‘Third countries when they occasionally mention Kashmir do so when there is a rough patch in their relations with India’

  • Gowhar Geelani
  • Publish Date: Aug 6 2017 9:03PM
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  • Updated Date: Aug 6 2017 9:03PM
‘Third countries when they occasionally mention Kashmir do so when there is a rough patch in their relations with India’

As a career diplomat, T C A Raghavan has served as India’s High Commissioner to Pakistan and Singapore. Mr. Raghavan joined the Indian Foreign Service in 1982. His first book is titled Attendant Lords while a book on the history of India-Pakistan relations is due to be published in August. Gowhar Geelani caught up with Ambassador T C A Raghavan in Mumbai and later in an e-mail interview sought his opinion of India’s former ambassador to Pakistan on multiple issues concerning south Asian region, including India’s aversion to third party mediation to resolve the 70-year old Kashmir dispute. 


Here are the excerpt.


China seems focussed on One Belt One Road (OBOR) and the China-Pakistan Economic Corridor (CPEC) projects. The country’s economic engine appears to be on the right track. Also, China’s “all-weather friend” Pakistan and India’s old ally Russia are getting closer to China while India is improving its relations with the United States. What does this paradigm shift mean for the region, and Kashmir?

Realignments in regional and international politics are a normal feature and often too much is made out of such shifts. In my view, the impact of these is not much as far as Kashmir is concerned. The evolution of Russian positions may in fact be more Afghanistan related than any other factor. If one takes a view of the region as a whole then we have to keep longer term factors in mind. In 1979, there was a coincidence of the Soviet occupation of Afghanistan, the revolution in Iran, the threat posed by Islamic extremism to the Kingdom of Saudi Arabia and a major setback to the forces of democracy in Pakistan. In 1989-90, the deterioration of conditions in Jammu and Kashmir was also greatly influenced by these forces and Pakistan in particular thought that the template it had used in Afghanistan with US backing could be applied against India too. Current realties have changed in some ways less so in others. There is a search for answers on why things have not worked out in Afghanistan. Pakistan figures a great deal in these discussions - in Russia, US and even in China. It would be simplistic to think that Pakistan is seen as a problem by US and as a solution by China with Russia moving closer to the Chinese position. In fact all three see Pakistan as both problem and part provider of solution. It is for this reason that there is often so much pressure on Pakistan. The Chinese role after the recent Pak-Afghan flare-up is instructive in this regard.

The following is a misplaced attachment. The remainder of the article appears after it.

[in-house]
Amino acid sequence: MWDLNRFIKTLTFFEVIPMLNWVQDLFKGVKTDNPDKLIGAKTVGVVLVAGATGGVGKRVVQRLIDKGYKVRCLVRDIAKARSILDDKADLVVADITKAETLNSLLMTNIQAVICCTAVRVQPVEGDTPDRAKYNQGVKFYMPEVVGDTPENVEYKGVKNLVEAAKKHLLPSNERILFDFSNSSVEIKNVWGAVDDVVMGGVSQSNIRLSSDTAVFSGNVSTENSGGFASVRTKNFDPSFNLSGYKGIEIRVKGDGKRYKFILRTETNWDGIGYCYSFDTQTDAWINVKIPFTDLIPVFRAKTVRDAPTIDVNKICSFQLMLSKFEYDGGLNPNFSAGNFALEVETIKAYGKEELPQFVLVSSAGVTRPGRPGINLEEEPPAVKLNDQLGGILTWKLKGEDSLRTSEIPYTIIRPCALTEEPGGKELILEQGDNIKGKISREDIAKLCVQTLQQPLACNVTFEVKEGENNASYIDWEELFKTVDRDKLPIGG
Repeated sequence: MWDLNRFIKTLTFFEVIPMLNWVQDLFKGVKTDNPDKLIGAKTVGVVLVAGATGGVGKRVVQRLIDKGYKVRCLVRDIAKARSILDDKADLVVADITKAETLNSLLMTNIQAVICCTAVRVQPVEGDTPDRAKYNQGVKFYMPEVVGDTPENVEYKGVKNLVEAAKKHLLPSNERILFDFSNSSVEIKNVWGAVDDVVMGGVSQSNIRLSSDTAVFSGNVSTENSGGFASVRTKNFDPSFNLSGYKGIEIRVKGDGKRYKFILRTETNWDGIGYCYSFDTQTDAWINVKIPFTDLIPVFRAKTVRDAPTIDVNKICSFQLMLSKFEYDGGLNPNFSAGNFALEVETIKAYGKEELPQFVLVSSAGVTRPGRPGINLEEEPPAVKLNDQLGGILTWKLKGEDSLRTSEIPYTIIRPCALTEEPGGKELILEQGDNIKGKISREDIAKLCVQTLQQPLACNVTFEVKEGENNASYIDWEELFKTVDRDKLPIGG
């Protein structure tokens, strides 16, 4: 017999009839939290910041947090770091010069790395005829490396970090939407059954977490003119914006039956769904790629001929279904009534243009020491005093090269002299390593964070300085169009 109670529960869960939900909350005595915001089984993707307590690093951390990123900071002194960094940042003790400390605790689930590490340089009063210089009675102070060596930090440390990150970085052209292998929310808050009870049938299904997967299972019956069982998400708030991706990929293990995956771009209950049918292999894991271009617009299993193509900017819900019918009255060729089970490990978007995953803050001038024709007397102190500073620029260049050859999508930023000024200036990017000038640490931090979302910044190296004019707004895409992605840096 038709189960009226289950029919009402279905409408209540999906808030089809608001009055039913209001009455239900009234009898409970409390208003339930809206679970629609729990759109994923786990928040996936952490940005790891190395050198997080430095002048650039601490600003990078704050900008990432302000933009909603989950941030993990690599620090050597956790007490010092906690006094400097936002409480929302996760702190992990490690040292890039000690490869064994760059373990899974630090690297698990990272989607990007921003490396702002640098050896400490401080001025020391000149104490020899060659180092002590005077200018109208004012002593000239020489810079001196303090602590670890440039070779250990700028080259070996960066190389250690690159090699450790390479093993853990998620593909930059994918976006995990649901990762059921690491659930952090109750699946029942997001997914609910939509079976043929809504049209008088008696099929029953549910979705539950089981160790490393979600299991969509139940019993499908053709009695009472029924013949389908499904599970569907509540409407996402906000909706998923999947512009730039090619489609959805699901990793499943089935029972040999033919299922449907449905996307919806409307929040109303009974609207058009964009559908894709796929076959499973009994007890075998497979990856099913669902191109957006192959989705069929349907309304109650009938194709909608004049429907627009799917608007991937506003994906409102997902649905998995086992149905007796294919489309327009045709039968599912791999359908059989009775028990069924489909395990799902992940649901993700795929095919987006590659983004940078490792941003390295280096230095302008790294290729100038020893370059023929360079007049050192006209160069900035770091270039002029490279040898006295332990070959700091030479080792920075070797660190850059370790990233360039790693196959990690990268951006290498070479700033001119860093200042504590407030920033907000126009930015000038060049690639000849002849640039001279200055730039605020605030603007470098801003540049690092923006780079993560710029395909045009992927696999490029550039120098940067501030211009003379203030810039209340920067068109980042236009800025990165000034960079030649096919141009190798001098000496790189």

Is the emerging new world order part two of the Cold War era? 

If you mean that the end of the cold war has not meant an end of geo-political rivalries and contests - I would agree.


On the one hand, India claims that it has ‘isolated’ Pakistan on diplomatic front globally. But, on the other, after Turkey and Iran, China too has raised the Kashmir issue and even offered mediation to resolve the K-dispute. How do you see these developments? 


In my experience third countries when they occasionally mention Kashmir do so when there is a rough patch or some friction in their relations with India. The issue is not therefore related to Pakistan or even to India-Pakistan relations. As far as the question of Pakistan’s isolation is concerned, in my view, the main engine is Pakistan’s very poor external image which is far worse than diplomatic isolation. This is largely on account of its association with terrorism and here India has played some role in highlighting what has happened for the past two decades plus.  

But why is India averse to third party mediation on Kashmir when many noted academics and intellectuals have compared the Kashmir conflict with that of Northern Ireland. Also, when Pakistan and India have failed to resolve the dispute bilaterally for the last seven decades? 

India, in my view, is averse to third party mediation because it believes that external forces are basically ineffective and unhelpful when it comes to resolving political differences. The Northern Ireland example is not a good one. For India and Pakistan, there is no country in the world today which has the kind of relationship that the United States had in the 1990s with the United Kingdom and with the Republic of Ireland. Secondly, and this is my view, the EU umbrella laid the basis for what ultimately took place between the UK and ROI. We have no such body to promote regional integration. I see progress forward only through improved bilateral relations between India and Pakistan and concerned citizens in both countries should focus their efforts for this result. 


Currently there is hostility between China and India. There is standoff over border dispute at Doklam. China is issuing statements on Kashmir. Do you see Kashmir becoming a victim of the Great Game? 

I don’t see so much a great game as a combination of other factors such as systemic lack of governance and, to put it bluntly, the Pakistani hand.